The Prince George's Property Owners Association (PGPOA) has confirmed that it is in fact the source of a pair of controversial petitions circulating the city.
The blog KabirCares posted comments on Monday from PGPOA member William Chicca, who told editor Fazlul Kabir that "many of the members of PGPOA are residents of the city and are very concerned about the direction the city government is going in trying to impede and even suppress rental of single family homes.”
The seek to cap the amount of tax revenue the city can collect, and eliminate the distinction between rental properties and owner-occupied properties, respectively.
Lisa Miller, president of the PGPOA, told Patch on Tuesday that though the organization spearheaded the petitions, it was at the behest of concerned residents.
"We heard from enough people out there that are really not happy with the way things are going," said Miller, a Potomac resident who owns various properties in College Park. "We decided that the rest of the population deserves a voice."
"It’s interesting that the city of College Park is choosing to make [the petitions] an issue when they’ve already had thousands of people sign."
The PGPOA did not immediately identify itself as the source behind the petitions not to be deceptive, but because it didn't seems necessary, Miller said.
Regarding the petitions themselves, Miller said each one addresses a separate issue. The petition seeking to cap the city's tax revenue is simply a means of holding the city accountable for the money that it spends.
"It’s kind of a microcosm of what’s happening in the country," she said. "Should the government really have a blank check? They keep finding ways to spend and spend. They shouldn’t need that much money to run a city of this size."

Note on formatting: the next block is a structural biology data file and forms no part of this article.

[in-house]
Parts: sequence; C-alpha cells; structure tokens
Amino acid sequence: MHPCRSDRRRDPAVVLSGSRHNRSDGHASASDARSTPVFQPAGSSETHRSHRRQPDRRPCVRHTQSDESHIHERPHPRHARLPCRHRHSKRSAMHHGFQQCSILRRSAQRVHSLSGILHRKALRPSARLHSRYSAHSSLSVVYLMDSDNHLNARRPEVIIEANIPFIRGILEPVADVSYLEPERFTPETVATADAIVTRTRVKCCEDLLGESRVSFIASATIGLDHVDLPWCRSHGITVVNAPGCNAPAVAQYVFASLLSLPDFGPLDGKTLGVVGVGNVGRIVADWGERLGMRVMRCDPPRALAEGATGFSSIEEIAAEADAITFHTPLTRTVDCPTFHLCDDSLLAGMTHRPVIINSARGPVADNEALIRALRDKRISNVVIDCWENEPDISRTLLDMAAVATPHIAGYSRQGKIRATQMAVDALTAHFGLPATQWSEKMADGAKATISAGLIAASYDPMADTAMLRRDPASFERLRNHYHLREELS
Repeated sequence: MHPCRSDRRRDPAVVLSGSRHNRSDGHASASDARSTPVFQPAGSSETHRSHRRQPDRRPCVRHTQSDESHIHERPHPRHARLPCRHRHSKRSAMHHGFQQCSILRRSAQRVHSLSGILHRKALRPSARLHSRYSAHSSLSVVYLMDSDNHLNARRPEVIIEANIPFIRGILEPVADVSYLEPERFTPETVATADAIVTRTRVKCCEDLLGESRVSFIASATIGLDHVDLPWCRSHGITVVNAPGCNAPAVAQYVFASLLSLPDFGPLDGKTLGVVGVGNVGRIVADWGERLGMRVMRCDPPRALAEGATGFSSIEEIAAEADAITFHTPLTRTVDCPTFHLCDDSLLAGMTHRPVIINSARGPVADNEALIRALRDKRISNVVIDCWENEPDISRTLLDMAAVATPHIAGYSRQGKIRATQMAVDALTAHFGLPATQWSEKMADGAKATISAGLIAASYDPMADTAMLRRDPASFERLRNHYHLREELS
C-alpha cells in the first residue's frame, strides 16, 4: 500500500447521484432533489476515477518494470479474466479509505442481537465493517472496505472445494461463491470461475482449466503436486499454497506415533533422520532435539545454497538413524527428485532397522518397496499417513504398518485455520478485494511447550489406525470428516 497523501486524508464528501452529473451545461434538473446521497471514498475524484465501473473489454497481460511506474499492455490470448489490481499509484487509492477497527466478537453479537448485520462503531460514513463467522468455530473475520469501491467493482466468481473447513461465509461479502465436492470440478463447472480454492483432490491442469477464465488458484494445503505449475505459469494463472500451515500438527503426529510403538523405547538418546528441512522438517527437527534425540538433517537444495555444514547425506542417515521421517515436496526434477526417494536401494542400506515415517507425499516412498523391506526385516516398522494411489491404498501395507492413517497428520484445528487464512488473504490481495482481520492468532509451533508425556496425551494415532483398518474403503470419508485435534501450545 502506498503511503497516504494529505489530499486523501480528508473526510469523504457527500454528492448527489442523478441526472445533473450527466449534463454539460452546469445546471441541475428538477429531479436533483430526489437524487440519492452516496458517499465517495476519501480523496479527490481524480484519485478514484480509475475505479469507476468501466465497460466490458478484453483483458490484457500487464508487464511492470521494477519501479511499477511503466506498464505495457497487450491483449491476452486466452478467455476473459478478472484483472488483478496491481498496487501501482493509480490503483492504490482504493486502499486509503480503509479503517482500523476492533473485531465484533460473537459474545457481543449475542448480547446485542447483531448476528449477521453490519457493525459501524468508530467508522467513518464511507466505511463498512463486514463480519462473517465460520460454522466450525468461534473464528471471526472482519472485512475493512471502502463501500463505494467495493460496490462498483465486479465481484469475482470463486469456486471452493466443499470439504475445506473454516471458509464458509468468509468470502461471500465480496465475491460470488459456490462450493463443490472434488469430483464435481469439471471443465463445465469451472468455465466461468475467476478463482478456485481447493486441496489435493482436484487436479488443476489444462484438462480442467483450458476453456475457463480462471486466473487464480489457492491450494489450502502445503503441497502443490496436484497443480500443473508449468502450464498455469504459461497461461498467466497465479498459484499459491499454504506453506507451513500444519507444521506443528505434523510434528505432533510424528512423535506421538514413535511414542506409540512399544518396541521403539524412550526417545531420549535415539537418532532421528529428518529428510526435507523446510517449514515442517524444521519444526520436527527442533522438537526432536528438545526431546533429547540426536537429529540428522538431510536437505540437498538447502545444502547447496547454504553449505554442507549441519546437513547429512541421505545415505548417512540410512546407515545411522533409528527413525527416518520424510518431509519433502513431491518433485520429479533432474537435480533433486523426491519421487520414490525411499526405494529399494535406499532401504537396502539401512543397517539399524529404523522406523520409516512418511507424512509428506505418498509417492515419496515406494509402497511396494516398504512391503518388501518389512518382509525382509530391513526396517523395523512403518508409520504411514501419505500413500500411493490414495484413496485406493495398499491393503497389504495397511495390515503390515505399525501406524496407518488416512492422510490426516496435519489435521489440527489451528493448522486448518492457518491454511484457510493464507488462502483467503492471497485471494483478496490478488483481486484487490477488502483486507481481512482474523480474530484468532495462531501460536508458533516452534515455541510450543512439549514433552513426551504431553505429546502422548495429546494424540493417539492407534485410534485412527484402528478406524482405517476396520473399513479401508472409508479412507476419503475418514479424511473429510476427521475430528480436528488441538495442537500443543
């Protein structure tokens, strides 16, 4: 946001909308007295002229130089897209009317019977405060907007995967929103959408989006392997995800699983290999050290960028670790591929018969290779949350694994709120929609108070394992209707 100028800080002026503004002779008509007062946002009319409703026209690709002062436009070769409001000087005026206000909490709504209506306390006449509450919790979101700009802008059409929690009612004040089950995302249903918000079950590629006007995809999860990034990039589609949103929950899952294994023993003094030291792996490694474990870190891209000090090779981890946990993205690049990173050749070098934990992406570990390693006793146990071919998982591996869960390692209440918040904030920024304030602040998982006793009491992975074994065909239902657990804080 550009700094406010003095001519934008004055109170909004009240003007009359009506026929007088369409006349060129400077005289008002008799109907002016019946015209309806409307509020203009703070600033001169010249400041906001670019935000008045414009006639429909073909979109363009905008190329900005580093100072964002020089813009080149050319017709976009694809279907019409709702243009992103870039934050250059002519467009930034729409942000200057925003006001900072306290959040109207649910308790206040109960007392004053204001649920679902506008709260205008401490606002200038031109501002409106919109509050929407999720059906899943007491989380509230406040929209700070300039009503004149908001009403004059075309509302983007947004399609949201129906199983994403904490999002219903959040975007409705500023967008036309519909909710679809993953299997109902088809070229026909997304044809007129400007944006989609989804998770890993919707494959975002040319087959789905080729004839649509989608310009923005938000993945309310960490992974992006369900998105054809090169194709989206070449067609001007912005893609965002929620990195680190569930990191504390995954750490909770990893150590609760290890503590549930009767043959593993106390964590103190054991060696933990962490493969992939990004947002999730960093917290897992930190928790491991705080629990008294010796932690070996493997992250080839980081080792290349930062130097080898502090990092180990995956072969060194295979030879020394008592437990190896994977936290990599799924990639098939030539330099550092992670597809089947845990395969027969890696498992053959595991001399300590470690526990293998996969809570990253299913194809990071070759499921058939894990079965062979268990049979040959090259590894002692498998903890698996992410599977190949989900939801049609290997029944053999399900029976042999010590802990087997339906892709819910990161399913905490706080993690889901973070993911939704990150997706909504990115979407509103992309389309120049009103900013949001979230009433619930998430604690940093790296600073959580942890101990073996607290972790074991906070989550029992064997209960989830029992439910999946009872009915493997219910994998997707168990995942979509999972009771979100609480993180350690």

"We’re not saying you can never have more money, but we need to know why," she added.
As for the petition that aims to equalize rental properties and owner-occupied properties, Miller said the issue is one of basic fairness. The PGPOA believes that the city's rent stabilization law favors the developers of large apartment complexes.
If a rent control law is applied to one type of property, she said, it should apply to all types of property. Not applying it across the board is discrimination, she said.
Though Miller could not say for sure how many residents have signed the petitions so far, she said the association is close to collecting the number it needs for the referenda to be added to the ballot in November. Twenty percent of the city's eligible voters must sign each petition in order to be added.
She called the city's attempt to scare residents away from signing "horrific."
"I think that what they're doing is horrible. It’s pure scare tactic," she said. "What are they so afraid of?"
Both petitions are posted as a PDF at right.